Make no mistake, debates can be substantively and artistically awful. As they hyperactively jumped topics, the moderators during the only Georgia debate between incumbent Senator Raphael Warnock and ill-prepared Republican Herschel Walker announced, “We are moving on” more often than explorers Lewis and Clark. During last Thursday’s New Hampshire Senate debate, Republican Don Bolduc began his opening statement by hyperbolically declaring, “Everything has doubled—oil, gas, food, everything. And,” he bluntly said, pointing at Democratic incumbent Maggie Hassan, “it’s her fault,” as if the president and the rest of Congress didn’t exist.
But debates, for all their flaws, can reveal character. During his Pennsylvania Senate face-off last week with John Fetterman, who is recovering from a stroke, Mehmet Oz was at his smarmiest as he patronizingly oozed, “John, obviously, I wasn’t clear enough for you to understand this.” Occasionally, consultant-driven debate strategies can even yield insights. The lone debate (shown on a cable rather than a broadcast network) between New York Governor Kathy Hochul and GOP challenger Lee Zeldin asked the candidates to pose each other a question. Instead of trying to set up a “gotcha” moment, Hochul’s six-word question to Zeldin was devilishly simple, “Was Donald Trump a great president?” It was a classic lose-lose query. Beholden to Trump for his nomination, Zeldin couldn’t say “no.” Instead, the Long Island congressman recited a list of Trump’s supposed accomplishments, a gesture that was unlikely to win him votes in a state where the former president is deeply unpopular.
There are, of course, other reasons beyond all-powerful political consultants to explain the shortage of debates and the increasing likelihood that candidates will be shrouded in bubble wrap. The pandemic upended most of the traditions of campaigning in 2020 and may have lessened the expectation of voters to see candidates out handshaking. As the attack on Paul Pelosi sadly illustrates, security concerns in a bitterly divided America now shape campaigning. With fewer persuadable voters in each election season, the political benefits of old-fashioned speechmaking may also be eroding. And finally, the collapse of local newspapers has made it much harder for candidates to win media coverage for their regular forays with the voters. In the old days, the Small Town Daily Bugle would have eagerly covered a candidate’s speech to the local Rotary Club, but these days the paper’s lone remaining reporter doesn’t have time to leave his or her home computer. And good luck in 2022 getting a routine stump speech onto cable TV or mentioned in The New York Times.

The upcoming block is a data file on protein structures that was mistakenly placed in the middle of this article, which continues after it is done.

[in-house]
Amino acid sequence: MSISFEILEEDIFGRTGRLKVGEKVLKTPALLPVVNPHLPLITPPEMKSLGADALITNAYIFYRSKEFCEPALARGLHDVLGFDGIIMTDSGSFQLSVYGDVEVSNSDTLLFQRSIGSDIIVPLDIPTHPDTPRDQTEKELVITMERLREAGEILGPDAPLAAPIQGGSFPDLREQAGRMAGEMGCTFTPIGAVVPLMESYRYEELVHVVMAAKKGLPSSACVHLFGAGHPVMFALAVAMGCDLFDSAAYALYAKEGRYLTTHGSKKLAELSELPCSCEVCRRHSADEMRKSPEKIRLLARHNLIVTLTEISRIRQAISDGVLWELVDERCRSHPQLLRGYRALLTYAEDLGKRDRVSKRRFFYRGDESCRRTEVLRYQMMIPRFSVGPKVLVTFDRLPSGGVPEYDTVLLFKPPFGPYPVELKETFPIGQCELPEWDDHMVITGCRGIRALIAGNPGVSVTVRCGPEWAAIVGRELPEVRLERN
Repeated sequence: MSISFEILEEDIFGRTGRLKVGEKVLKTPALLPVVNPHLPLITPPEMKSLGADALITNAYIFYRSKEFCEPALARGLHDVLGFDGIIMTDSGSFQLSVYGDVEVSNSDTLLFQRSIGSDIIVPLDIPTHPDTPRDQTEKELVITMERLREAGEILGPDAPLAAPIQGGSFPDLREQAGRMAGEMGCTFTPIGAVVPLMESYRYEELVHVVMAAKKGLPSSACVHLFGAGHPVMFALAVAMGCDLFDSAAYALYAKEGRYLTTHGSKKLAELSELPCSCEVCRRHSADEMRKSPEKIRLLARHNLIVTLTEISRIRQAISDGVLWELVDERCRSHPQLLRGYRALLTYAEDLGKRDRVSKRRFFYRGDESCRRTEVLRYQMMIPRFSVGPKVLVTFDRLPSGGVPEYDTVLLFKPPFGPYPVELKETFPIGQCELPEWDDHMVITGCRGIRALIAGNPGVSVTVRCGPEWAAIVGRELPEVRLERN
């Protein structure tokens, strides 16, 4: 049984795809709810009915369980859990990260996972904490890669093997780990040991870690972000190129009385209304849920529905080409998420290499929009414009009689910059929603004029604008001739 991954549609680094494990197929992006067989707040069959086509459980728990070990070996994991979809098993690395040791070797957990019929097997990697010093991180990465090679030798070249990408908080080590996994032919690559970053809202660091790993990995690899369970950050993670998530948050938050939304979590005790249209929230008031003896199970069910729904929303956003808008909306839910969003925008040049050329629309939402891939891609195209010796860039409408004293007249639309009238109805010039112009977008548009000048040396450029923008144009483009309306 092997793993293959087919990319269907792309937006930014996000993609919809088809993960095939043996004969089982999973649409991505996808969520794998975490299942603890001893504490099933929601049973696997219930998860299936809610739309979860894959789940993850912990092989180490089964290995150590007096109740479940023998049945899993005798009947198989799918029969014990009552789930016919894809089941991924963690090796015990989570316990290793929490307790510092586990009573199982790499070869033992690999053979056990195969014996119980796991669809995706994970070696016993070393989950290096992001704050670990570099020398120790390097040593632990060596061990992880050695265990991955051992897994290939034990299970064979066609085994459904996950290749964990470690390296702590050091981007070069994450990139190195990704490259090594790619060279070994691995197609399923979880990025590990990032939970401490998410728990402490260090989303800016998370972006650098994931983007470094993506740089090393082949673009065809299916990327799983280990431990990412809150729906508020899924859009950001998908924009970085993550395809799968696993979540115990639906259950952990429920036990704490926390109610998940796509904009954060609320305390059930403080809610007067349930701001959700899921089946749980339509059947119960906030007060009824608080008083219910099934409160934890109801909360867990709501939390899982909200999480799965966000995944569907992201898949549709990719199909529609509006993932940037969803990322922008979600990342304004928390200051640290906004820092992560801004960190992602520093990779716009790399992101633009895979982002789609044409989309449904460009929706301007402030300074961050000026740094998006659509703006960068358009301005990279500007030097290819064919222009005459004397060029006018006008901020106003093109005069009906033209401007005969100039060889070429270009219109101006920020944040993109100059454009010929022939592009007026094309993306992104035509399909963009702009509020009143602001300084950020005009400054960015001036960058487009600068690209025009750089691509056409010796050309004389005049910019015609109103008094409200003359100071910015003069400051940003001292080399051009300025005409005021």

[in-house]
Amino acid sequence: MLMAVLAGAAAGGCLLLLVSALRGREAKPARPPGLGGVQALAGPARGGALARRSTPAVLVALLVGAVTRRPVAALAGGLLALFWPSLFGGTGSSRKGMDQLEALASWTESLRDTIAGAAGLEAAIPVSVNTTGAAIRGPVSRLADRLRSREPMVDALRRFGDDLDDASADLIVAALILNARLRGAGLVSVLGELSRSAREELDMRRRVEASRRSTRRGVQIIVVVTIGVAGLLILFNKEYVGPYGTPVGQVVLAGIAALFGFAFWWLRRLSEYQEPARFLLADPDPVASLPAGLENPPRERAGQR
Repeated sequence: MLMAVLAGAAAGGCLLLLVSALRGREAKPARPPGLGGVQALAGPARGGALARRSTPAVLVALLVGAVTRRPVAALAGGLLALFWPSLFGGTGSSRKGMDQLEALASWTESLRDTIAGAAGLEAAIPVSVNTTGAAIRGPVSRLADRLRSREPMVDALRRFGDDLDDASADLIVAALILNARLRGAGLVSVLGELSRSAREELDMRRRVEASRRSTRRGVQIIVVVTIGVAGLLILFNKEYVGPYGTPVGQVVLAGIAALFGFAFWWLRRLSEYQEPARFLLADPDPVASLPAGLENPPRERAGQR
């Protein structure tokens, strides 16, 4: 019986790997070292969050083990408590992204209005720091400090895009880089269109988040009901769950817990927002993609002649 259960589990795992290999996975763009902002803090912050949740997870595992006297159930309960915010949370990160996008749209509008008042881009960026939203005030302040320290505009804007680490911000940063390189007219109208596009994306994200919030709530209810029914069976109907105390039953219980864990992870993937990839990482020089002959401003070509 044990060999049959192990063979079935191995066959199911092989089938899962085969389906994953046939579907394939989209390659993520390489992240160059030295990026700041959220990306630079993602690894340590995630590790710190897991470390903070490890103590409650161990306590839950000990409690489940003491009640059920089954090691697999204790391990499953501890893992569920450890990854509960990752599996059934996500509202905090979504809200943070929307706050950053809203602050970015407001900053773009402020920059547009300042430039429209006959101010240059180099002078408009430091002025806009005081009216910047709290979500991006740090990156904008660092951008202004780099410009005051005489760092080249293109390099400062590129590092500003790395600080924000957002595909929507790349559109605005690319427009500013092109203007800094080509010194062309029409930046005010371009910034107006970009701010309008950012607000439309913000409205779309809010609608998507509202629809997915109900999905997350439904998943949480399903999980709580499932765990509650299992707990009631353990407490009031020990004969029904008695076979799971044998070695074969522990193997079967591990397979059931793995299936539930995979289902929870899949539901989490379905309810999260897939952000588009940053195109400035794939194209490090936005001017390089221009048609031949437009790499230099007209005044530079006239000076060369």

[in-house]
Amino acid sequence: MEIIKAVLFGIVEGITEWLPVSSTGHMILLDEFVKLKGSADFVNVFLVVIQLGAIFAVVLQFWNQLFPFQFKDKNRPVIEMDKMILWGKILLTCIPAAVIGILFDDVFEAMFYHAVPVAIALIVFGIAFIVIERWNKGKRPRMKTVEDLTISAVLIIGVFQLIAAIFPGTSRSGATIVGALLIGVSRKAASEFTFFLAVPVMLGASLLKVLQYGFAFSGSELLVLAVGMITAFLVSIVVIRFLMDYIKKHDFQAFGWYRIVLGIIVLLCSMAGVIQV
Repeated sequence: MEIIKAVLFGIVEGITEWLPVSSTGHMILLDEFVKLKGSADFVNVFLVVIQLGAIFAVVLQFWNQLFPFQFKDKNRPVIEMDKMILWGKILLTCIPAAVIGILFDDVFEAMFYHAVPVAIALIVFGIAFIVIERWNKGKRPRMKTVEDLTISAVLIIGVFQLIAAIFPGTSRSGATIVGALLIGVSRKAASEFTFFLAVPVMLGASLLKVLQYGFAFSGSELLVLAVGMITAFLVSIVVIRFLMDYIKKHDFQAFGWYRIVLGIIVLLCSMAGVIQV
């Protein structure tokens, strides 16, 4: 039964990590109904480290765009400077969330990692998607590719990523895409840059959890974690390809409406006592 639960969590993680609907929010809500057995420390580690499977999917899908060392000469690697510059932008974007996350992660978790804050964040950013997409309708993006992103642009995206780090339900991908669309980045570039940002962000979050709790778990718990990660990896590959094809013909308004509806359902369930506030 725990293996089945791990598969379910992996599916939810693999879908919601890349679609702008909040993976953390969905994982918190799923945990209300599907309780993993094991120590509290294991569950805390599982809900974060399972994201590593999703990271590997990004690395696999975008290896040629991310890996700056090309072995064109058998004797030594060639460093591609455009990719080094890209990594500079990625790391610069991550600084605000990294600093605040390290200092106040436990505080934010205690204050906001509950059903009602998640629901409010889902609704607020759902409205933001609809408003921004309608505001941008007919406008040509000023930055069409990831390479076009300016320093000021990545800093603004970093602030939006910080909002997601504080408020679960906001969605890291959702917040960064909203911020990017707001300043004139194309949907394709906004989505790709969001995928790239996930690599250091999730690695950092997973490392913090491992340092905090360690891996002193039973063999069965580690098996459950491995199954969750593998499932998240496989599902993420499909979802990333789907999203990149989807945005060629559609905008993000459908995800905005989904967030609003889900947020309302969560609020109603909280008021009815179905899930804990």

Still, the ultimate truth about the 2022 elections is that the stakes are so high that the candidates themselves cannot be trusted with their own campaigns. That’s why this is such a banner and lucrative year for campaign consultants in both parties.